March 26, 2004
I just got done blogging CompletenessAndMaturity and TendingSoftware, and thinking it through some more, I realized a more direct point I wanted to make here: Immaturity is inevitable.

Why is this important?

I ask you this: is any person writing software who is concerned with quality going to desire to design something that is immature?

This is the breeding ground of scope creep. I was just talking with a colleague about his current project, and how the design scope creep bug recently attacked. But as we talked, no one creeping bug seemed that evil, “If we're going to be doing A & B, we really should have C & D in there as well. And we all know that every other app that has the first four letters of the alphabet usually has the next 4, not the mention the other 18 as well. How could we not design this any other way?”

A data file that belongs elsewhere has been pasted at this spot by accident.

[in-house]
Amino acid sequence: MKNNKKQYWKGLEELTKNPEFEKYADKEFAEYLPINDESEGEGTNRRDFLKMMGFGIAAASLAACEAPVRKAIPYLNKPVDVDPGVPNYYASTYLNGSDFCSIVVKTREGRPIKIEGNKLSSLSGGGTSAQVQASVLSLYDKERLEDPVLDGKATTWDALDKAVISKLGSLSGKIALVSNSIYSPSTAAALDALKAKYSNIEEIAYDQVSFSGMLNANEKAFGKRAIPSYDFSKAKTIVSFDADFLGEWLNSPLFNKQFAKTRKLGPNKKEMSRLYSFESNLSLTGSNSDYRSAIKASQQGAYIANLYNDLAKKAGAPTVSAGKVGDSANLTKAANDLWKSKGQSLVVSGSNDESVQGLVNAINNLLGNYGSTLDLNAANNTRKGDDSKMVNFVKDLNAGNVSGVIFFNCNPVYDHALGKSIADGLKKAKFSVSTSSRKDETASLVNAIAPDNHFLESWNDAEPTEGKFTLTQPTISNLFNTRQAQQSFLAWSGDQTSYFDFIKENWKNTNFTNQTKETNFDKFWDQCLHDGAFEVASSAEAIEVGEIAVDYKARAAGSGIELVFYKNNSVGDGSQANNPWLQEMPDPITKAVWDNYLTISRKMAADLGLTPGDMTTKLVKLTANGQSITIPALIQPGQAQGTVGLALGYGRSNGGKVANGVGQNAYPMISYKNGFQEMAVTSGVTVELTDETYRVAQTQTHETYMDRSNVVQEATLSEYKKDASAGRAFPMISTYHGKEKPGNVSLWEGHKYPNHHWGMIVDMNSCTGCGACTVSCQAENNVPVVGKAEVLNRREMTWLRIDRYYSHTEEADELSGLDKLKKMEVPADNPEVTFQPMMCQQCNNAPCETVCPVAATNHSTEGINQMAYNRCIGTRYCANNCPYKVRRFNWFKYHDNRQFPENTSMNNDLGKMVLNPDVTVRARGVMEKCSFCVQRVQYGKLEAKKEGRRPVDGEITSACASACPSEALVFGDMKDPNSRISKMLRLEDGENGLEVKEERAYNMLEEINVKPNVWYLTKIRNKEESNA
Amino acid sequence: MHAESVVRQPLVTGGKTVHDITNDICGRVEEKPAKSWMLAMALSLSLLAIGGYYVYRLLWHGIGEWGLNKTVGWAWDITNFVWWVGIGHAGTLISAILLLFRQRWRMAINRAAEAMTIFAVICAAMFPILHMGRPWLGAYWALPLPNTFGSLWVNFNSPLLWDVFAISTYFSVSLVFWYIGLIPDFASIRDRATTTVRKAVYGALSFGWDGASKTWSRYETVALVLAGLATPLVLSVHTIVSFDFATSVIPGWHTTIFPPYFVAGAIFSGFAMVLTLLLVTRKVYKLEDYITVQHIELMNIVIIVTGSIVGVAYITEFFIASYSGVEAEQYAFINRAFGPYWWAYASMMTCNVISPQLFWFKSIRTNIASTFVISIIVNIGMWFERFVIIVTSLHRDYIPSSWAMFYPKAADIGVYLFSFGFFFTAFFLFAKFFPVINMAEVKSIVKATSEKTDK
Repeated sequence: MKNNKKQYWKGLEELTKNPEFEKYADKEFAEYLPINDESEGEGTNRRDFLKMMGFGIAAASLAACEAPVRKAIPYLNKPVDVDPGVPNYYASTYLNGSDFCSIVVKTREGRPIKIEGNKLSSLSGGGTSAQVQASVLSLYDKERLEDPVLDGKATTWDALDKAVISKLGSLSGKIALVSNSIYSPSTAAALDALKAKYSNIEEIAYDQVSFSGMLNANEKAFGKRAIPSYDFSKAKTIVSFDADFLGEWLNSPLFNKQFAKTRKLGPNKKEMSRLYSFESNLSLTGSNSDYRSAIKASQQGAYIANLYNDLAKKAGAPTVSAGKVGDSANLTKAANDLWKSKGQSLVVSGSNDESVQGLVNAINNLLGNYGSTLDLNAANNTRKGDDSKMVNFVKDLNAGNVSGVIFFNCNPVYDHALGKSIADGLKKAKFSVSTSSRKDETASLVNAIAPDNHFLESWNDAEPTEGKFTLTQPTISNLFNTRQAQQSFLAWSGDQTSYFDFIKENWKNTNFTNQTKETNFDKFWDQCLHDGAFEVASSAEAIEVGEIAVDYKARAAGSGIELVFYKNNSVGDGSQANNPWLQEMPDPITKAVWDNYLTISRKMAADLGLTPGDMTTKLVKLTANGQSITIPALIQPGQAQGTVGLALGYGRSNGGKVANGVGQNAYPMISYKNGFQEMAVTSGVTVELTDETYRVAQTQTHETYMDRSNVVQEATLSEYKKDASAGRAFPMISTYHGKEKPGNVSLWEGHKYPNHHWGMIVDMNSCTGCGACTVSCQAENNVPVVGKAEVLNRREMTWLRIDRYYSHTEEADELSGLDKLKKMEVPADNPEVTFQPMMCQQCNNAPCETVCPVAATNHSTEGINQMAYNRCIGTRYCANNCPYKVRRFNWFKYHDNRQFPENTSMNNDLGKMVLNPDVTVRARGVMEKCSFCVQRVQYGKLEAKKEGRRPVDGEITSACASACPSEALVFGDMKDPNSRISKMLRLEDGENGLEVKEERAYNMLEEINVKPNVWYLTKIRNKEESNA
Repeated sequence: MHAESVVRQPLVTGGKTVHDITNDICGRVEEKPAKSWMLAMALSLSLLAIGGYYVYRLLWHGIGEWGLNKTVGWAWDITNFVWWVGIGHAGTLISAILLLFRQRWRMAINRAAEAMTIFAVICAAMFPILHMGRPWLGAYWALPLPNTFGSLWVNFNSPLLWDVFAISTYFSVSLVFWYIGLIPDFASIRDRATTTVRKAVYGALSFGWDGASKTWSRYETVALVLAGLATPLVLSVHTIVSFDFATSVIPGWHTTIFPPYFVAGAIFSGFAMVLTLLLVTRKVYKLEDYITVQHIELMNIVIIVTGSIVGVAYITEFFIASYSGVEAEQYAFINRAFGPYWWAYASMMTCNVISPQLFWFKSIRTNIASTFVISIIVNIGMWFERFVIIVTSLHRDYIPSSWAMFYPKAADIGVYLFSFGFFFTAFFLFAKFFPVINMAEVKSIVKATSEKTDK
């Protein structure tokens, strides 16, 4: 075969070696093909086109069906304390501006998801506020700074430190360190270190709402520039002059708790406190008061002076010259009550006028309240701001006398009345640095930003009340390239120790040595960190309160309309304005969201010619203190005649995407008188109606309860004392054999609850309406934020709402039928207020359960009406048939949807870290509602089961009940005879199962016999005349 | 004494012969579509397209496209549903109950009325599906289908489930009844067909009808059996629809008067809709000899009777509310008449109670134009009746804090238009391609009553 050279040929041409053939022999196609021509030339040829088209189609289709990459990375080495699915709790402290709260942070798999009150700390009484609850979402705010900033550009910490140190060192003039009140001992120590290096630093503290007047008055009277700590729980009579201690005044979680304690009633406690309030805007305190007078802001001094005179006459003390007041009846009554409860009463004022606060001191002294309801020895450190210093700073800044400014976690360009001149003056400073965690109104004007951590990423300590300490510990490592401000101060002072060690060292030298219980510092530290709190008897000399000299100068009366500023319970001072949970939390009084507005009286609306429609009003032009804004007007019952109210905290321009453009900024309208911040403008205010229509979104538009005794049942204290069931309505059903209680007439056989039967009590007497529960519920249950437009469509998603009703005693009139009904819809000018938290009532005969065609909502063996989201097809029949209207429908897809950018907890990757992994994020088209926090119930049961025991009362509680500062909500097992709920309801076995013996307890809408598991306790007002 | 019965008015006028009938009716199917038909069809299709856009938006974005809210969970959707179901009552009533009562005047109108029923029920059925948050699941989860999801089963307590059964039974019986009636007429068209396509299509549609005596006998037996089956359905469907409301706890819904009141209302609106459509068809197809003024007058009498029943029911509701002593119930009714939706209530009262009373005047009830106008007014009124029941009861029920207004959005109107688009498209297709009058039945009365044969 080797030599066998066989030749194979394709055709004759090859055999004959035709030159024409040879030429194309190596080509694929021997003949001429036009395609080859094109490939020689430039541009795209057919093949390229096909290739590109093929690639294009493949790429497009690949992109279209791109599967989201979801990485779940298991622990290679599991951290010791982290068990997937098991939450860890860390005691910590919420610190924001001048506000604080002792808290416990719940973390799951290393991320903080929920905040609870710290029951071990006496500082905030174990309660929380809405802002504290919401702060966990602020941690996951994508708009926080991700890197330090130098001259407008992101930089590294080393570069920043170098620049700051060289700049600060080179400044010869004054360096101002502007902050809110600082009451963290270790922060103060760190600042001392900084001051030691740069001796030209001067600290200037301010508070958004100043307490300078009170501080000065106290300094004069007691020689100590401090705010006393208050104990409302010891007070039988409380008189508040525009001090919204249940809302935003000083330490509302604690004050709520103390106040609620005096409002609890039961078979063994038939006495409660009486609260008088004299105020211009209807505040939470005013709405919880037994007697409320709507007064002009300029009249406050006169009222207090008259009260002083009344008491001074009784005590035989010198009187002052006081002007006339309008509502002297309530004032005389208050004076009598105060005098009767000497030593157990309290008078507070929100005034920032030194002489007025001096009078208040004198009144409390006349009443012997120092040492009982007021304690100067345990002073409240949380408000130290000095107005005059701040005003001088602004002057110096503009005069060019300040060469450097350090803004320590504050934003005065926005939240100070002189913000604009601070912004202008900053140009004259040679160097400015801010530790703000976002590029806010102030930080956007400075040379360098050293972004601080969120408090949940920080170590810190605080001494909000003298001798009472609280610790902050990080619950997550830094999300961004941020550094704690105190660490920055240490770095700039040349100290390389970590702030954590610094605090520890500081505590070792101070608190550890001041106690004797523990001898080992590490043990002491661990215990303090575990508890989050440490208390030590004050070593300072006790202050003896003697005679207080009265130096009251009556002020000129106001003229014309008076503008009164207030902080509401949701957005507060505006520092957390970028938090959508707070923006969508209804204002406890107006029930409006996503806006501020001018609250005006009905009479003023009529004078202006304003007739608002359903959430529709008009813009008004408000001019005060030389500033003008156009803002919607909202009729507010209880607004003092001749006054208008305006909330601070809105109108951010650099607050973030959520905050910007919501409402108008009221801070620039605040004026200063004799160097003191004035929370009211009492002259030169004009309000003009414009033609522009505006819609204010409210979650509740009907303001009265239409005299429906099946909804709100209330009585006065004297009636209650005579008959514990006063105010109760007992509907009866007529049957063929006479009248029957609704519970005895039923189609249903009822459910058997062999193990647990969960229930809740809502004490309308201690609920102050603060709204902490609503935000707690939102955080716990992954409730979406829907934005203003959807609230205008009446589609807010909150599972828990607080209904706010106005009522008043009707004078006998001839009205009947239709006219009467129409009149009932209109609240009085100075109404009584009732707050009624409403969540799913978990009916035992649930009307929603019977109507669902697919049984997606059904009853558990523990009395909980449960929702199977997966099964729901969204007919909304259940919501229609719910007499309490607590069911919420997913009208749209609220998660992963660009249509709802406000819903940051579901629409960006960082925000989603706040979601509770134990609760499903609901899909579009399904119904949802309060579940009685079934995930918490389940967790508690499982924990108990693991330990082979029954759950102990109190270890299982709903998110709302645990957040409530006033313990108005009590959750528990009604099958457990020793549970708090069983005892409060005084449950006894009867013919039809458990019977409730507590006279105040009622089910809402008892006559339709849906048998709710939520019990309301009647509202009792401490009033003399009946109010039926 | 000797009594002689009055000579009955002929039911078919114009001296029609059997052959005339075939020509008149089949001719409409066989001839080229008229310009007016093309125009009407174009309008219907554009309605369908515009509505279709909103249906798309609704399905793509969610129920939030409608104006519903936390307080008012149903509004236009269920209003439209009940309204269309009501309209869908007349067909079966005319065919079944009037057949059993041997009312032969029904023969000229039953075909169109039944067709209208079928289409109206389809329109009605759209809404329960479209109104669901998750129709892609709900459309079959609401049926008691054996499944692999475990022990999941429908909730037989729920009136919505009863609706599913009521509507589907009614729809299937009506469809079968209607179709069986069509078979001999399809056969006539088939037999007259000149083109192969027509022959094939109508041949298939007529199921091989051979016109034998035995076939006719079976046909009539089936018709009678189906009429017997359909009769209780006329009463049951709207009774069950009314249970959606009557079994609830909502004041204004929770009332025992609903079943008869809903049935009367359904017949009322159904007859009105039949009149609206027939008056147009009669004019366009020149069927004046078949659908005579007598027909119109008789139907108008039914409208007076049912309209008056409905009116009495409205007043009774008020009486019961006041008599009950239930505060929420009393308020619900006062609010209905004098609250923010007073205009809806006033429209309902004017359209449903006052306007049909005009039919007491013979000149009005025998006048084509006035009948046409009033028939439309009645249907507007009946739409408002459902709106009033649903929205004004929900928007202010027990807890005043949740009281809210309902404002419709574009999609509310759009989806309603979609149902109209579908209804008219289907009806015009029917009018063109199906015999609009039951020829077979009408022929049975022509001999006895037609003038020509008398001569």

Substitute “add”, “edit” and “delete” for A, B & C and go read CompletenessAndMaturity.

Granted, you might have to have a ton of completeness and maturity to enter a market with a new product, but before you have a mature product, you will have an immature product. And if you mistake pursuing maturity instead of completeness, you can really screw yourself.

Immaturity is inevitable. It's great to desire maturity, never lose that drive. But do not fool yourself into thinking you can bypass immaturity on the way there.

tags: ComputersAndTechnology SoftwareAppreciation
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